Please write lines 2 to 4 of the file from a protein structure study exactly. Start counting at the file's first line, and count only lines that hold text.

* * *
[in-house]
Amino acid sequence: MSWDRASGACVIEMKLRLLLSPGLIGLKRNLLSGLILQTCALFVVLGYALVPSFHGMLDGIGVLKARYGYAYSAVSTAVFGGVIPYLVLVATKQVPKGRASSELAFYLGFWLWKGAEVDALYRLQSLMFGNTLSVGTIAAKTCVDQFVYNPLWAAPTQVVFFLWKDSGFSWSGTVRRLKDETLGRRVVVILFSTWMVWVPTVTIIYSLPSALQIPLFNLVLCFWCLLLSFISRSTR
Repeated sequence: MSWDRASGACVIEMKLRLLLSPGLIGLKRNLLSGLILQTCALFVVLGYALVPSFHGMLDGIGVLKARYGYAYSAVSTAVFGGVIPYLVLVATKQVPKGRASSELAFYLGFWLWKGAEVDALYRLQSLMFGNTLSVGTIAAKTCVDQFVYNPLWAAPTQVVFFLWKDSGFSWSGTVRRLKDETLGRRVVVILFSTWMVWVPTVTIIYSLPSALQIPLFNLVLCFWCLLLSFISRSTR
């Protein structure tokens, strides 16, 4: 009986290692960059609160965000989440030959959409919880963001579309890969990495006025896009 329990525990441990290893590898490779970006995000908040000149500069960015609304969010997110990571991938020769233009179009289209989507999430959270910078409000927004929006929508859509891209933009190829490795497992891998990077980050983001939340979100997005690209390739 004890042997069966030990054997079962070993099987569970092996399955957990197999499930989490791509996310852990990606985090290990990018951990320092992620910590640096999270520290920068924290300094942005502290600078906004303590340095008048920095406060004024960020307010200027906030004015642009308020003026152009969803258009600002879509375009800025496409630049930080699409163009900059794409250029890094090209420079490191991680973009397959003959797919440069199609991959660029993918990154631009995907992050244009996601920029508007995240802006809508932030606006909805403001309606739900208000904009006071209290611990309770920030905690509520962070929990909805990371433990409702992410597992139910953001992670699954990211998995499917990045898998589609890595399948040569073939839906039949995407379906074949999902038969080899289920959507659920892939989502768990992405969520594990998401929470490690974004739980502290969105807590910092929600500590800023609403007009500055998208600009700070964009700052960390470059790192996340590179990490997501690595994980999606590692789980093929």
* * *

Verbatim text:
Amino acid sequence: MSWDRASGACVIEMKLRLLLSPGLIGLKRNLLSGLILQTCALFVVLGYALVPSFHGMLDGIGVLKARYGYAYSAVSTAVFGGVIPYLVLVATKQVPKGRASSELAFYLGFWLWKGAEVDALYRLQSLMFGNTLSVGTIAAKTCVDQFVYNPLWAAPTQVVFFLWKDSGFSWSGTVRRLKDETLGRRVVVILFSTWMVWVPTVTIIYSLPSALQIPLFNLVLCFWCLLLSFISRSTR
Repeated sequence: MSWDRASGACVIEMKLRLLLSPGLIGLKRNLLSGLILQTCALFVVLGYALVPSFHGMLDGIGVLKARYGYAYSAVSTAVFGGVIPYLVLVATKQVPKGRASSELAFYLGFWLWKGAEVDALYRLQSLMFGNTLSVGTIAAKTCVDQFVYNPLWAAPTQVVFFLWKDSGFSWSGTVRRLKDETLGRRVVVILFSTWMVWVPTVTIIYSLPSALQIPLFNLVLCFWCLLLSFISRSTR
């Protein structure tokens, strides 16, 4: 009986290692960059609160965000989440030959959409919880963001579309890969990495006025896009 329990525990441990290893590898490779970006995000908040000149500069960015609304969010997110990571991938020769233009179009289209989507999430959270910078409000927004929006929508859509891209933009190829490795497992891998990077980050983001939340979100997005690209390739 004890042997069966030990054997079962070993099987569970092996399955957990197999499930989490791509996310852990990606985090290990990018951990320092992620910590640096999270520290920068924290300094942005502290600078906004303590340095008048920095406060004024960020307010200027906030004015642009308020003026152009969803258009600002879509375009800025496409630049930080699409163009900059794409250029890094090209420079490191991680973009397959003959797919440069199609991959660029993918990154631009995907992050244009996601920029508007995240802006809508932030606006909805403001309606739900208000904009006071209290611990309770920030905690509520962070929990909805990371433990409702992410597992139910953001992670699954990211998995499917990045898998589609890595399948040569073939839906039949995407379906074949999902038969080899289920959507659920892939989502768990992405969520594990998401929470490690974004739980502290969105807590910092929600500590800023609403007009500055998208600009700070964009700052960390470059790192996340590179990490997501690595994980999606590692789980093929």